Prescription drug pricing reform must hold back pharmacy benefit managers

This month, President Biden signed an executive order directing federal health departments to create plans within 90 days to reduce the prescription drug costs that plague so many Americans. Any robust program to provide meaningful financial relief to patients at the prescription counter must address the root cause of soaring drug prices – Pharmacy Benefit Managers (PBMs).

A new report from one of us (Rep. Buddy Carter) reveals the outsized role PBMs play in making drugs unaffordable and inaccessible. Federal health departments can achieve the bipartisan goal of lowering drug prices by seizing this opportunity to curb predatory PBM practices.

PBMs are intermediaries between pharmaceutical manufacturers, pharmacies and health insurers. They artificially raise prices, emboldened by a lack of transparency in the drug price chain, without delivering any value to consumers. The three largest PBMs, which account for nearly 80% of prescriptions nationwide, are owned by health insurers, creating a huge conflict of interest.

PBMs dramatically inflate drug prices by demanding huge discounts from manufacturers in exchange for placement on insurers’ covered drug lists, known as formularies. Since 2006, when PBMs took a more active role in the market, drug prices have increased by 313%. Annual rebates now exceed $200 billion, approaching half of the nation’s prescription drug market.

In 2020, total gross spend on brand name drugs reached $517 billion. Manufacturers only earned 31% of this spend, while intermediaries earned 69%. An analysis concludes that $339 out of the $425 cost of a box of insulin pens are rebate dollars. PBMs and their paid discount system explain why this 100-year-old drug remains unaffordable for so many people.

By excluding low-reimbursement drugs from formularies, PBMs also systematically prevent patients from accessing the drugs they need. The three largest PBMs block more than 1,150 treatments from forms, including a low-cost insulin alternative called insulin glargine. Patients prescribed these drugs often have to endure long waits, what’s called step therapy (where insurers force patients to try and fail with formulary drugs first), and much higher expenses. .

“Several of my medications are no longer on my formulary or have become more expensive, so I can no longer take them,” says Yuri Cárdenas, a patient from California. “To get this letter in the mail saying my medical specialist wants me to take this medication and my insurance company says ‘no’ is extremely frustrating,” says Jessica Wofford, a patient with Crohn’s disease. Angela Deeds, a patient from Virginia, waited 273 days to get her gastroparesis medication. These are just a handful of countless PBM victims nationwide.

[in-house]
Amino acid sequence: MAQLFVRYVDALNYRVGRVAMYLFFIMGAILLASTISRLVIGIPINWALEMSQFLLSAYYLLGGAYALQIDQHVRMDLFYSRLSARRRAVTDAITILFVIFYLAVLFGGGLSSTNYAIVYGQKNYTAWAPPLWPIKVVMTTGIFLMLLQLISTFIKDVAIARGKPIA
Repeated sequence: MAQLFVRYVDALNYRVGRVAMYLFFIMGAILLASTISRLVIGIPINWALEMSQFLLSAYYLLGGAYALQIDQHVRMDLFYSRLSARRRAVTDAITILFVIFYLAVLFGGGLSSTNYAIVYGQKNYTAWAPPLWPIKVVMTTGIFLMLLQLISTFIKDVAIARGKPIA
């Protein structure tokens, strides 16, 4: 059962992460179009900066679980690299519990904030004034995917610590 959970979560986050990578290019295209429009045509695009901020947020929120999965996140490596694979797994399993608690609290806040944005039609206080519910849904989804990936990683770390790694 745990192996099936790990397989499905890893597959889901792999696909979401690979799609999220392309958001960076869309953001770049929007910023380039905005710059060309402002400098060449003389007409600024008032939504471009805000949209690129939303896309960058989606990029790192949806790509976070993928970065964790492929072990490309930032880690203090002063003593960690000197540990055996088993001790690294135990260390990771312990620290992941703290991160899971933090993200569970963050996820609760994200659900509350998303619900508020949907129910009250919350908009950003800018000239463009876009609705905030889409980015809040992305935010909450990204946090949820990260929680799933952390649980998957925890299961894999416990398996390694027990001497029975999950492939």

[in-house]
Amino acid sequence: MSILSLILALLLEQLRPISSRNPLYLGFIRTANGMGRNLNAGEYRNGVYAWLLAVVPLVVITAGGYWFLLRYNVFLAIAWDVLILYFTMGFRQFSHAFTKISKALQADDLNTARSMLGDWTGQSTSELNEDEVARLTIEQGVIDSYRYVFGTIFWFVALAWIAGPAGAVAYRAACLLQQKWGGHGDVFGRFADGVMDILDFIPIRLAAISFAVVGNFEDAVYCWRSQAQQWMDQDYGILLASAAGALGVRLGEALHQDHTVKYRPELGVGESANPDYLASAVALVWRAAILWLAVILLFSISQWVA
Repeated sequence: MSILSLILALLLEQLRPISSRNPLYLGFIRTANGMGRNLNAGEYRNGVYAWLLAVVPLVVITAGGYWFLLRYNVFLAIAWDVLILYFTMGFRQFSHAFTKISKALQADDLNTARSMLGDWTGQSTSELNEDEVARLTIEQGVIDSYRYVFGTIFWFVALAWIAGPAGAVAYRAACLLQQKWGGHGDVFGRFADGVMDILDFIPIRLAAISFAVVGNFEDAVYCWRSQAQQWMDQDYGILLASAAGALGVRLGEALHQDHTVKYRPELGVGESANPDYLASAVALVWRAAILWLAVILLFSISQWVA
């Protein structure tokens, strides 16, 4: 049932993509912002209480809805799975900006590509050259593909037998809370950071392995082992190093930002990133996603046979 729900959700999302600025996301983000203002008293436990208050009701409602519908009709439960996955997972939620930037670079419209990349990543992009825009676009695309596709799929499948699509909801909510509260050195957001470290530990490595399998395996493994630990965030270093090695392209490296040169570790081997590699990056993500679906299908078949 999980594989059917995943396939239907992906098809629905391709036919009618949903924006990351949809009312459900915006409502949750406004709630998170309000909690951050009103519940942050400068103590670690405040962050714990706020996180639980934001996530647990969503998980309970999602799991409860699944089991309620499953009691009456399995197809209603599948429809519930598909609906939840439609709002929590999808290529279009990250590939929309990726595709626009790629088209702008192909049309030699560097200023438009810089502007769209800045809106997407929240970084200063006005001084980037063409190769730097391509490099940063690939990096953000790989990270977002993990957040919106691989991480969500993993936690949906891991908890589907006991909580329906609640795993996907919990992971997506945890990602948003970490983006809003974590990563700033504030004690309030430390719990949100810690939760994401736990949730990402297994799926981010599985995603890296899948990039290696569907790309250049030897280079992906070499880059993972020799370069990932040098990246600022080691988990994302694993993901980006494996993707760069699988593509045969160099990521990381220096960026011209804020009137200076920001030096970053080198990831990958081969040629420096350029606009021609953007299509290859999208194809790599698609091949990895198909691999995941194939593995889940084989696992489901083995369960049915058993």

PBMs also increase costs through their aggressive pricing with independent pharmacies. For example, PBMs routinely engage in spread pricing, paying pharmacies significantly less than they charge payers and pocketing the difference. A PBM paid an independent pharmacy in Iowa only $5.73 for a bottle of antipsychotic pills which he billed the payer $198.22.

Pharmacy owners have little choice but to agree to such contracts. If they refuse, PBMs may not include them as a network pharmacy, which will likely put them out of business. PBMs are already vertically integrating the drug market, driving up prices, by directing patients to affiliated pharmacies through their insurance networks. As a result, 2,300 independent pharmacies nationwide closed between December 2017 and December 2020.

The momentum for strong prescription drug pricing reform that tackles PBMs is building. A June decision by the Federal Trade Commission to investigate PBM practices may serve as a precursor to long overdue antitrust action to end their inflationary practices. If there was ever a time when Americans needed this pro-consumer agency and antitrust action, this is it.

Mr. Carter also introduced legislation in the U.S. House of Representatives to ban PBM spread pricing tactics in Medicaid programs. The Congressional Budget Office determined that such a ban would save federal taxpayers at least $1 billion over 10 years. Bipartisan US Senate legislation is also aimed at curbing these inflationary middlemen. And states like Florida have taken action to stand up to PBMs and stand up for patients.

Federal health departments can build on this momentum by responding to Mr. Biden’s executive order with strong recommendations to end the PBM pricing games and direct the savings to patients through much lower prices at the prescription counter. .

  • Buddy Carter represents Georgia’s 1st District in the United States House of Representatives. Terry Wilcox is the Executive Director of Patients Rising.
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